At the end of the final trail there was a gate to the bridge that would let us cross the river into town. We were done, except for the last cow in our way. Gareth went to herd it and discovered that no, it was not a cow. IT WAS A BULL. He attempted to tell me this in a calm and reassuring manner, which my brain interpreted as him calmly telling me to GTFO of there. So in about .5 seconds I had slid between the fence that was keeping us all in and was dangling on the mountain ledge. G walked over, asked WHAT I was doing and if I would please come out so we could carry on walking. Oops. In reality this guy seemed way less interested in us than any of the cows were. That said, Gareth and I have made some cow enemies over the years…
Anyway, we went through the gate, into safety, across the bridge, and INTO ANGUIANO!
The bus stop back to Logroño is right by the bridge and there was a bar about a minute farther down the road. Again it wasn’t a time they were serving any food, but it was the only place open. So they offered to make us some bocadillos, and we played cards and drank wine for a few hours until our bus. It was pretty excellent.
I cannot recommend this hike enough. It was INCREDIBLY gorgeous, had a seriously diverse landscape–sometimes we were in mountains, sometimes in the forest, by a river, or passing through a small village. Other than our start, mid, and end points, we only saw four other people the entire time, and they were all working on the land. We had the entire trail to ourselves, and that was as amazing as it sounds.
It was SUPER well marked, though we did get lost once and it was pretty much the worst. We had just spent about 45 minutes going down a long, winding road to the bottom of a mountain. And then the trail seemed to be taking us straight back up, just on a direct/steeper trail. I was so sure it was a shortcut to get down to where we were from the top, but G ran ahead on the road we were on and there wasn’t another marker anywhere nearby us. So we took the incredibly steep trail, which led us… back where we started. It was pretty disheartening. We debated going back down the long, easy way, but I couldn’t imagine sinking another 45 minutes into it, and we were back down the steep path in about 20 minutes. And discovered the trail continued straight ahead, behind the road we had been on. We didn’t think to look down the edge of the road, but that’s where the next marker was. BUT other than that, we didn’t miss a beat and I can’t get over these trails Spain just has built in everywhere, no maps needed!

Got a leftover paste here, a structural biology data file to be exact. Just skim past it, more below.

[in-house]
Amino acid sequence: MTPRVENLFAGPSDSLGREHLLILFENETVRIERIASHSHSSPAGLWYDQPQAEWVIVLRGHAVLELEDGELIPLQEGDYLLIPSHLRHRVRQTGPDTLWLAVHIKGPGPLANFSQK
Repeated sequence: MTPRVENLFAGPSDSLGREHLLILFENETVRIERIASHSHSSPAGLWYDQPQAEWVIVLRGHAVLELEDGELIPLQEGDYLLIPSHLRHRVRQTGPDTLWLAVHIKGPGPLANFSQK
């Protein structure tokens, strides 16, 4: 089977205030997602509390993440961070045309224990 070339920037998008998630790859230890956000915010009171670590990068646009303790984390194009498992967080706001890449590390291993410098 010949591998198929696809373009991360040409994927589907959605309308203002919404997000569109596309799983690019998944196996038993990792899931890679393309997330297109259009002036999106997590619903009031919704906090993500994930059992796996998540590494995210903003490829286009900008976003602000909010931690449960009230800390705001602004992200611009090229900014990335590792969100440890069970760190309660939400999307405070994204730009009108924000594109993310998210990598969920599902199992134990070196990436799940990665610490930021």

The buses to/from Logroño and Anguiano were super easy. We bought the tickets on each bus, and slept during the rides. The way there was about an hour and fifteen minutes and the way back was 45. I have no clue what the bus situation in San Millan is, and if you figure it out please let me know!